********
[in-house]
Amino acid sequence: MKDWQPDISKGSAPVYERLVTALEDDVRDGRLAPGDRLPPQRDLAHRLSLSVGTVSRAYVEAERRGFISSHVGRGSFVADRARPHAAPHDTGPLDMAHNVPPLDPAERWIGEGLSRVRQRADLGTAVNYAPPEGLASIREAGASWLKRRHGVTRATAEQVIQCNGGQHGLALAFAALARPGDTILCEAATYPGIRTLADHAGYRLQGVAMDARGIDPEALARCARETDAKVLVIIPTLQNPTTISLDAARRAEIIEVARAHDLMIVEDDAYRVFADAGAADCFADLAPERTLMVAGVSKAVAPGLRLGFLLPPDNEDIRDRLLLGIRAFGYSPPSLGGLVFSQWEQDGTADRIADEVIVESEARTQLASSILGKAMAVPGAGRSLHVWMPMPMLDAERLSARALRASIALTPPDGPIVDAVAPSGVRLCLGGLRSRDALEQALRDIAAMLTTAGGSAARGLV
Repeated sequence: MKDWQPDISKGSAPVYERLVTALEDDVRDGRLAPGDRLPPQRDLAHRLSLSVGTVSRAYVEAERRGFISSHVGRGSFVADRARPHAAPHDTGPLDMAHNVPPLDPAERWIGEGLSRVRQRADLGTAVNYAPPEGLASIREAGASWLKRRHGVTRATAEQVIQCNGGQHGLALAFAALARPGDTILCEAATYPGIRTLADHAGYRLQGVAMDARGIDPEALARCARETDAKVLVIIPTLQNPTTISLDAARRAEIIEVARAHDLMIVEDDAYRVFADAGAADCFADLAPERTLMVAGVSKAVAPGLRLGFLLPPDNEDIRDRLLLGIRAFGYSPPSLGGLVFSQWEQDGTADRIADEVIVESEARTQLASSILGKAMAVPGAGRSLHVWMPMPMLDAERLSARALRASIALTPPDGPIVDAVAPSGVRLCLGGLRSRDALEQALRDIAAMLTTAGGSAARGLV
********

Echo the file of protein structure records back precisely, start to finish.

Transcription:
[in-house]
Amino acid sequence: MKDWQPDISKGSAPVYERLVTALEDDVRDGRLAPGDRLPPQRDLAHRLSLSVGTVSRAYVEAERRGFISSHVGRGSFVADRARPHAAPHDTGPLDMAHNVPPLDPAERWIGEGLSRVRQRADLGTAVNYAPPEGLASIREAGASWLKRRHGVTRATAEQVIQCNGGQHGLALAFAALARPGDTILCEAATYPGIRTLADHAGYRLQGVAMDARGIDPEALARCARETDAKVLVIIPTLQNPTTISLDAARRAEIIEVARAHDLMIVEDDAYRVFADAGAADCFADLAPERTLMVAGVSKAVAPGLRLGFLLPPDNEDIRDRLLLGIRAFGYSPPSLGGLVFSQWEQDGTADRIADEVIVESEARTQLASSILGKAMAVPGAGRSLHVWMPMPMLDAERLSARALRASIALTPPDGPIVDAVAPSGVRLCLGGLRSRDALEQALRDIAAMLTTAGGSAARGLV
Repeated sequence: MKDWQPDISKGSAPVYERLVTALEDDVRDGRLAPGDRLPPQRDLAHRLSLSVGTVSRAYVEAERRGFISSHVGRGSFVADRARPHAAPHDTGPLDMAHNVPPLDPAERWIGEGLSRVRQRADLGTAVNYAPPEGLASIREAGASWLKRRHGVTRATAEQVIQCNGGQHGLALAFAALARPGDTILCEAATYPGIRTLADHAGYRLQGVAMDARGIDPEALARCARETDAKVLVIIPTLQNPTTISLDAARRAEIIEVARAHDLMIVEDDAYRVFADAGAADCFADLAPERTLMVAGVSKAVAPGLRLGFLLPPDNEDIRDRLLLGIRAFGYSPPSLGGLVFSQWEQDGTADRIADEVIVESEARTQLASSILGKAMAVPGAGRSLHVWMPMPMLDAERLSARALRASIALTPPDGPIVDAVAPSGVRLCLGGLRSRDALEQALRDIAAMLTTAGGSAARGLV